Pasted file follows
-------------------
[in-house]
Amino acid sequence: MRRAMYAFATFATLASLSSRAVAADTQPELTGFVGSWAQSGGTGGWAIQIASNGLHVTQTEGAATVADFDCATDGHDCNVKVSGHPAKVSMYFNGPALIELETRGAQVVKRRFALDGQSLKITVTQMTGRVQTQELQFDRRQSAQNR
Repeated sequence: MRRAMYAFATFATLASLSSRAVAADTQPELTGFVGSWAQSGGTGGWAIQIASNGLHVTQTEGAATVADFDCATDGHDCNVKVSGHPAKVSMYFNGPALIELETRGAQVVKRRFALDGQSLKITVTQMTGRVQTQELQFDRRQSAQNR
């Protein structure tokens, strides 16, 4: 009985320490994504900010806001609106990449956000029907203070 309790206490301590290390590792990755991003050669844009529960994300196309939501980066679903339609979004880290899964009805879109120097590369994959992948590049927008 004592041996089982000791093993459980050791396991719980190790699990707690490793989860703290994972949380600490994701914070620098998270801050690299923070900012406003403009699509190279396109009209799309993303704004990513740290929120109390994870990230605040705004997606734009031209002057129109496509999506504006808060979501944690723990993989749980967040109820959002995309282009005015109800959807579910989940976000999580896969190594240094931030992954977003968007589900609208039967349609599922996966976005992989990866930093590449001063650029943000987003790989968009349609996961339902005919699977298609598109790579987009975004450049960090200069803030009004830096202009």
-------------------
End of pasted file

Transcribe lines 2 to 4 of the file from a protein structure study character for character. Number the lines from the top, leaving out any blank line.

Amino acid sequence: MRRAMYAFATFATLASLSSRAVAADTQPELTGFVGSWAQSGGTGGWAIQIASNGLHVTQTEGAATVADFDCATDGHDCNVKVSGHPAKVSMYFNGPALIELETRGAQVVKRRFALDGQSLKITVTQMTGRVQTQELQFDRRQSAQNR
Repeated sequence: MRRAMYAFATFATLASLSSRAVAADTQPELTGFVGSWAQSGGTGGWAIQIASNGLHVTQTEGAATVADFDCATDGHDCNVKVSGHPAKVSMYFNGPALIELETRGAQVVKRRFALDGQSLKITVTQMTGRVQTQELQFDRRQSAQNR
């Protein structure tokens, strides 16, 4: 009985320490994504900010806001609106990449956000029907203070 309790206490301590290390590792990755991003050669844009529960994300196309939501980066679903339609979004880290899964009805879109120097590369994959992948590049927008 004592041996089982000791093993459980050791396991719980190790699990707690490793989860703290994972949380600490994701914070620098998270801050690299923070900012406003403009699509190279396109009209799309993303704004990513740290929120109390994870990230605040705004997606734009031209002057129109496509999506504006808060979501944690723990993989749980967040109820959002995309282009005015109800959807579910989940976000999580896969190594240094931030992954977003968007589900609208039967349609599922996966976005992989990866930093590449001063650029943000987003790989968009349609996961339902005919699977298609598109790579987009975004450049960090200069803030009004830096202009």